Online education in the lecture hall
Everything around us is in motion. Students, the University, technology, society, the labour market and the world. These developments provide an impetus to experiment with new forms of education. This article samples a small selection of the many dozens of innovative educational projects. What is striking is that online education is becoming increasingly important, but the lecture hall is proving far from obsolete.
Virtual education lab
Cutting and pasting strands of DNA, cultivating bacteria, making decisions about the right doses of chemicals... It is important for students in study programmes like chemistry, biology and biomedical sciences to get in as many practice hours in the lab as possible, but due to the growing number of students, the labs are becoming overburdened, not to mention that students are left to practise newly acquired skills independently – far too risky. Leiden University cell biologist Roeland Dirks devised a smart solution: a virtual laboratory. Thanks in part to that idea, he won the LUS Education Prize in 2018, the award for the best lecturer of the year. With the 25,000-euro prize money, he is developing a virtual lab together with an educational company, in which students can practise to their heart's content. The biggest advantage? In such a lab, students can also make mistakes from which they can learn a great deal, without the whole lab doing up in flames, Dirks suggests. And those learning moments can then be discussed again during the lectures. Dirks hopes that the practice lab will be up and running for his students in the coming academic year (2019-2020).
Improved learning thanks to wheels
High-tech digital tools are not necessarily the missing component for making education more flexible and innovative. The so-called Active Learning Classroom that was conceived following a lecturer brainstorm session is proof of that fact. These lecturers wanted to make their tutorials more flexible and allow students to collaborate more. The heavy lecture hall furniture is being exchanged in many faculties for light chairs and wheel-mounted tables. This allows lecturers to switch much faster between lecturing and getting students to work together in groups. Students are enthusiastic, because they are stimulated more to engage actively with the material during the lecture. This speeds up the learning process. It can really be that simple.
The flipped classroom!
More and more programmes are integrating blended learning, the combination of online and contact learning, in their education. ‘The great advantage is that students also learn when they are not sitting in front of their lecturer, Maarten van de Ven of ICLON explains. He advises programmes participating in the Flipping the Classroom pilot. Lecturers provide instructions that they had previously only given during the lecture, so that students can already get acquainted with the concepts at home and practise them during the lecture. This is how online and offline learning moments complement each other.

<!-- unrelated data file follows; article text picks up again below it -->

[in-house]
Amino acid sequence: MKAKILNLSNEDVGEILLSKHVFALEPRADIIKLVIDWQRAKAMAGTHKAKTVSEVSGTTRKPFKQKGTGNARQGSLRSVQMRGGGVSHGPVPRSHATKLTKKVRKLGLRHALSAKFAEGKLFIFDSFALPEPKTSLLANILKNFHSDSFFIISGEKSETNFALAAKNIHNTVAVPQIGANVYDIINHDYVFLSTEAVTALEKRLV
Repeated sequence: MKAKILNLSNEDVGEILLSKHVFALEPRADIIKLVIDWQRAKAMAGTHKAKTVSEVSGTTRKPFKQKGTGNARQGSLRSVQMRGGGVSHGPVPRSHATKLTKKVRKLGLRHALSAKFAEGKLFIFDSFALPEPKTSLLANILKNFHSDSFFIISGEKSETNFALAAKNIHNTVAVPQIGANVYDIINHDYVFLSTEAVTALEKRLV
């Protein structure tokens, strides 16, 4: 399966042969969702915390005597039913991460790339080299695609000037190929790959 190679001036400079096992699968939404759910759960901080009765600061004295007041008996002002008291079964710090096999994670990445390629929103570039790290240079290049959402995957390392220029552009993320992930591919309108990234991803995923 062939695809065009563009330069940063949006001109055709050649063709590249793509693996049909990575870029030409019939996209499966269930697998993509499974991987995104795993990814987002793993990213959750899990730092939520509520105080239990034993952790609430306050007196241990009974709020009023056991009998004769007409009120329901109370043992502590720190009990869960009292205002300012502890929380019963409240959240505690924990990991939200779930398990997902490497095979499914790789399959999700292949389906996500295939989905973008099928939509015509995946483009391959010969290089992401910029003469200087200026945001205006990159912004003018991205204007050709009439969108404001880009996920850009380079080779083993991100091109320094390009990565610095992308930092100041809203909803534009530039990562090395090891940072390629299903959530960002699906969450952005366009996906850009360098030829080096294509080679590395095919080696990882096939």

Knowledge clips are also sometimes used. Each faculty now has film equipment in house. In front of the camera, the lecturer discusses what his or her students need to know about a particularly complex subject. Prior to the lecture, the students study the approximately 7-minute knowledge clip and can replay the video until they are sure they understand its content. Van de Ven: ‘Digital tools are an asset to knowledge acquisition and the learning process, and students are challenged more actively during the lectures.’
Try to quickly write down or type what the lecturer is saying. One cough by the student next to you and you miss that important name or conclusion. And what if you are ill? Fortunately, more and more lecturers are recording their lectures: web lectures. Students can watch and listen to the lecture again in peace. But the objective is still for students to take notes themselves during the lectures, because it helps them remember the material better, says education adviser Maarten van de Ven of ICLON. This University inter-faculty centre for teacher training, education development and further training investigated whether students at the Faculty of Law attended lectures less frequently due to the implementation of web lectures,which does not seem to be the case. Anna Benjamins, ICT education adviser at the Faculty of Humanities, also says that students still like going to live lectures and not without reason. ‘Many web lectures are only available a week before the exam. Moreover, students see the value in the social aspect of lectures.’
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This article appeared in our alumni magazine Leidraad (in Dutch). The magazine can also be read online.